The world of marketing and advertising has witnessed numerous brand icons that have left an indelible mark on the collective consciousness.
Among these iconic figures, one stands out with its unique blend of charm and terror: the Michelin Man.
The story of the Michelin Man begins in 1894 when the Michelin brothers, André and Édouard, founded the Michelin Tire Company in France. Seeking a distinctive brand identity, they turned to the world of advertising.
While attending the Universal and Colonial Exposition in Lyon, the brothers noticed a stack of tires that suggested to Édouard the figure of a man without arms.
Four years later, André met French cartoonist Marius Rossillon, popularly known as O’Galop, who showed him a rejected image he had created for a Munich brewery—a large, regal figure holding a huge glass of beer and quoting Horace’s phrase Nunc est bibendum (“Now is the time for drinking”).
André immediately suggested replacing the man with a figure made from tires, and O’Galop adapted the earlier image into Michelin’s symbol. This unusual and striking persona would soon take on a life of its own.
The 1898 poster showed him offering the toast Nunc est bibendum to his scrawny Brand X competitors with a glass full of road hazards, with the title and tag C’est à dire: À votre santé. Le pneu Michelin boit l’obstacle (“Now is the time to drink!! Which is to say: ‘To your health, the Michelin tire drinks down the obstacle[s]!”).
The character’s glass is filled with nails and broken glass, implying that Michelin tires will easily take on road hazards.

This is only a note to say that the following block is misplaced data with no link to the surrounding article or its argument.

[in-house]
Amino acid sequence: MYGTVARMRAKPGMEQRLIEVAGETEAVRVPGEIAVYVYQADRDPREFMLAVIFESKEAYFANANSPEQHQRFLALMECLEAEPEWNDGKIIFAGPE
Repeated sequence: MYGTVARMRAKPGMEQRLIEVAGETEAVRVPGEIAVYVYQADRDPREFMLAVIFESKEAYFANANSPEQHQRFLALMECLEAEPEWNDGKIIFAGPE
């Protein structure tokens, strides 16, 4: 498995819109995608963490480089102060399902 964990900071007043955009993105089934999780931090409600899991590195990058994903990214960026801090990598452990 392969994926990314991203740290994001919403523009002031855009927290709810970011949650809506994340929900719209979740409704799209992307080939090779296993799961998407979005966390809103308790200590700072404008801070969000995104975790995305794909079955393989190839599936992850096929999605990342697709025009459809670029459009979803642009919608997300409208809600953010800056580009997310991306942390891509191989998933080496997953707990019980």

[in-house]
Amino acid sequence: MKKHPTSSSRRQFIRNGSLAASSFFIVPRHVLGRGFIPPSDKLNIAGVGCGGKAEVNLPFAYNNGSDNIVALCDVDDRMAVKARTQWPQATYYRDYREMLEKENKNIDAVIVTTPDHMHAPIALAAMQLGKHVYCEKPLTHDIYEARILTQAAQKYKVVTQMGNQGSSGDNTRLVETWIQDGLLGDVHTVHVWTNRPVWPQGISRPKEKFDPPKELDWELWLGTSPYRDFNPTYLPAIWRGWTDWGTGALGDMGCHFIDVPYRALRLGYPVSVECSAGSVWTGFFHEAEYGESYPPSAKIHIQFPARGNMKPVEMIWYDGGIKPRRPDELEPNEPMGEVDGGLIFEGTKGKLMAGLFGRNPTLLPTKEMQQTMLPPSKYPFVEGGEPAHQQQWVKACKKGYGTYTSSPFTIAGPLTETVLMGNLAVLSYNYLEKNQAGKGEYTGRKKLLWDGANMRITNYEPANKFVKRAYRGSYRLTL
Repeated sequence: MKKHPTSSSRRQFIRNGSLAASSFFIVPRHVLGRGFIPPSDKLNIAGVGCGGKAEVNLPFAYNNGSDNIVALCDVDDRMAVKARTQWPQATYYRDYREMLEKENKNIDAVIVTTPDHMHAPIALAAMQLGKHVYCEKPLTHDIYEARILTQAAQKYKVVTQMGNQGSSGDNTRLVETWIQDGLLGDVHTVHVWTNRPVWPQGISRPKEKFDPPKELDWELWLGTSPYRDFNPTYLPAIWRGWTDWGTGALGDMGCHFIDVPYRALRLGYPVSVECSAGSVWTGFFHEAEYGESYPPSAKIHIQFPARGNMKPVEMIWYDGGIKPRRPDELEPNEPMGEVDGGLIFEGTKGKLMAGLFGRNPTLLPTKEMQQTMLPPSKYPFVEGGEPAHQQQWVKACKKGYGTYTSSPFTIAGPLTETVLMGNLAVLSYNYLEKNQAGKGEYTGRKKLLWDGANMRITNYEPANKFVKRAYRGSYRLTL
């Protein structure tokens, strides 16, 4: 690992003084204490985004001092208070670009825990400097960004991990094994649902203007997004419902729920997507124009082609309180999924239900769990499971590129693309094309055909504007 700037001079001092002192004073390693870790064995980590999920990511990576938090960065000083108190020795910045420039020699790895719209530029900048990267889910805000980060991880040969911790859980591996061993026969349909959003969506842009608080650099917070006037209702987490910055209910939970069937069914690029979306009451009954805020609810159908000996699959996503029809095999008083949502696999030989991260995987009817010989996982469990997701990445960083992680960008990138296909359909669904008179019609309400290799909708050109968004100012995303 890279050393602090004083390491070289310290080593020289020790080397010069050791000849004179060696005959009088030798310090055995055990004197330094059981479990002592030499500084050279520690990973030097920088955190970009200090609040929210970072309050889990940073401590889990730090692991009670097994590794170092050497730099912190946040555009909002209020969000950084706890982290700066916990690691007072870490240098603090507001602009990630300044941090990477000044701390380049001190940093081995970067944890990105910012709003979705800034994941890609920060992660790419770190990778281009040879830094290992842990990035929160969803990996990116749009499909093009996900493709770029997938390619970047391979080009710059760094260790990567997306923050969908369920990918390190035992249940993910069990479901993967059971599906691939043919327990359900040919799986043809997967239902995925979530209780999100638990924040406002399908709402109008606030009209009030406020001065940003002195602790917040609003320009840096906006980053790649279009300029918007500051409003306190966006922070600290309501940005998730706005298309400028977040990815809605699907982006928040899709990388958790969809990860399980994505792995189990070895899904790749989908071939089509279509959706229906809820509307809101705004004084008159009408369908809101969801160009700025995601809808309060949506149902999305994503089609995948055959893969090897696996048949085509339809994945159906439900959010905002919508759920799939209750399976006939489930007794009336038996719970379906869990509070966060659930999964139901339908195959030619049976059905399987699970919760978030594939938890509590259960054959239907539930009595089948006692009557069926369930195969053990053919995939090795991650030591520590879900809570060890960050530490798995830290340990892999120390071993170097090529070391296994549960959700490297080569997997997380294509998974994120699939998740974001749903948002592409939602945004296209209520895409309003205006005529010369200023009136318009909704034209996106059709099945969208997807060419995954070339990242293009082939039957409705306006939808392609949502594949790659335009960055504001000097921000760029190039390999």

As the decades unfolded, the Michelin Man underwent a metamorphosis, evolving from a mere graphic representation to a three-dimensional figure with a rich personality.
However, it was during his early years that the Michelin Man left an indelible impression on the collective consciousness.
These vintage photographs offer a mesmerizing glimpse into the origin and evolution of this iconic symbol.
Rubber tires were originally gray-white, or light or translucent beige. In 1912, they became black when carbon was added to them as a preservative and strengthener.
The company changed Bibendum’s color to black as well, and featured him that way in several print ads.
They decided to abandon the change, citing printing and aesthetic issues (not racial concerns, as is commonly believed).
The image of the plump tire-man is sometimes used to describe an obese person, or someone wearing comically bulky clothing (e.g. “How can I wrap up warmly without looking like the Michelin Man?”).
Bibendum’s shape has changed over the years. O’Galop’s logo was based on bicycle tires, wore pince-nez glasses with lanyard, and smoked a cigar.
By the 1960s, Bibendum was shown running, often rolling a tire as well, and no longer smoked. In 1998, his 100th anniversary, a slimmed-down version of him (sans glasses) was adopted, reflecting the lower-profile, smaller tires of modern cars.
A computer-animated version of Bibendum has appeared in American television ads, with a pet puppy similar in appearance to him.
Looking ahead, the Michelin Man continues to hold a significant place in the realm of brand icons.
As technology advances and new avenues for visual storytelling emerge, we can expect the Michelin Man to adapt and evolve while preserving its distinctive essence.
Whether it be through traditional mediums or digital platforms, this timeless character will continue to captivate and inspire audiences, transcending the boundaries of time and leaving an enduring mark on the cultural landscape.
(Photo credit: Michelin / Wikimedia Commons / Flickr / Pinterest).